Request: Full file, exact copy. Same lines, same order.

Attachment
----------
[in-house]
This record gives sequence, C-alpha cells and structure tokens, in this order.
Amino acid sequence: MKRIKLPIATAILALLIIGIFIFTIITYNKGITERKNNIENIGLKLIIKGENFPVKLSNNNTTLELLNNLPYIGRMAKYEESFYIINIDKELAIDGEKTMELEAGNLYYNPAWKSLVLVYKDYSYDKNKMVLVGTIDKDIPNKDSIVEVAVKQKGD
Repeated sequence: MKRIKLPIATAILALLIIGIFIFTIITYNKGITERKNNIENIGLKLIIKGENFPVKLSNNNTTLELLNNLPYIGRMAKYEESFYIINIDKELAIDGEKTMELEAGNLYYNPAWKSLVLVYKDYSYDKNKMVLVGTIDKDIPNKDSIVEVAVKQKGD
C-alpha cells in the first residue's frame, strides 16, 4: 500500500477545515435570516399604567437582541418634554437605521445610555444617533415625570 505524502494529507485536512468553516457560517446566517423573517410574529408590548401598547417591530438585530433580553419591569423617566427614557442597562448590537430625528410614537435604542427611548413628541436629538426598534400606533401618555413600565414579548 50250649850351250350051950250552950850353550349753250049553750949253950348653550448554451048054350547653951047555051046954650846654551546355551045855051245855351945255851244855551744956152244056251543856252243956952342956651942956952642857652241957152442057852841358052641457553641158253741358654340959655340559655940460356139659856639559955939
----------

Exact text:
[in-house]
This record gives sequence, C-alpha cells and structure tokens, in this order.
Amino acid sequence: MKRIKLPIATAILALLIIGIFIFTIITYNKGITERKNNIENIGLKLIIKGENFPVKLSNNNTTLELLNNLPYIGRMAKYEESFYIINIDKELAIDGEKTMELEAGNLYYNPAWKSLVLVYKDYSYDKNKMVLVGTIDKDIPNKDSIVEVAVKQKGD
Repeated sequence: MKRIKLPIATAILALLIIGIFIFTIITYNKGITERKNNIENIGLKLIIKGENFPVKLSNNNTTLELLNNLPYIGRMAKYEESFYIINIDKELAIDGEKTMELEAGNLYYNPAWKSLVLVYKDYSYDKNKMVLVGTIDKDIPNKDSIVEVAVKQKGD
C-alpha cells in the first residue's frame, strides 16, 4: 500500500477545515435570516399604567437582541418634554437605521445610555444617533415625570 505524502494529507485536512468553516457560517446566517423573517410574529408590548401598547417591530438585530433580553419591569423617566427614557442597562448590537430625528410614537435604542427611548413628541436629538426598534400606533401618555413600565414579548 50250649850351250350051950250552950850353550349753250049553750949253950348653550448554451048054350547653951047555051046954650846654551546355551045855051245855351945255851244855551744956152244056251543856252243956952342956651942956952642857652241957152442057852841358052641457553641158253741358654340959655340559655940460356139659856639559955939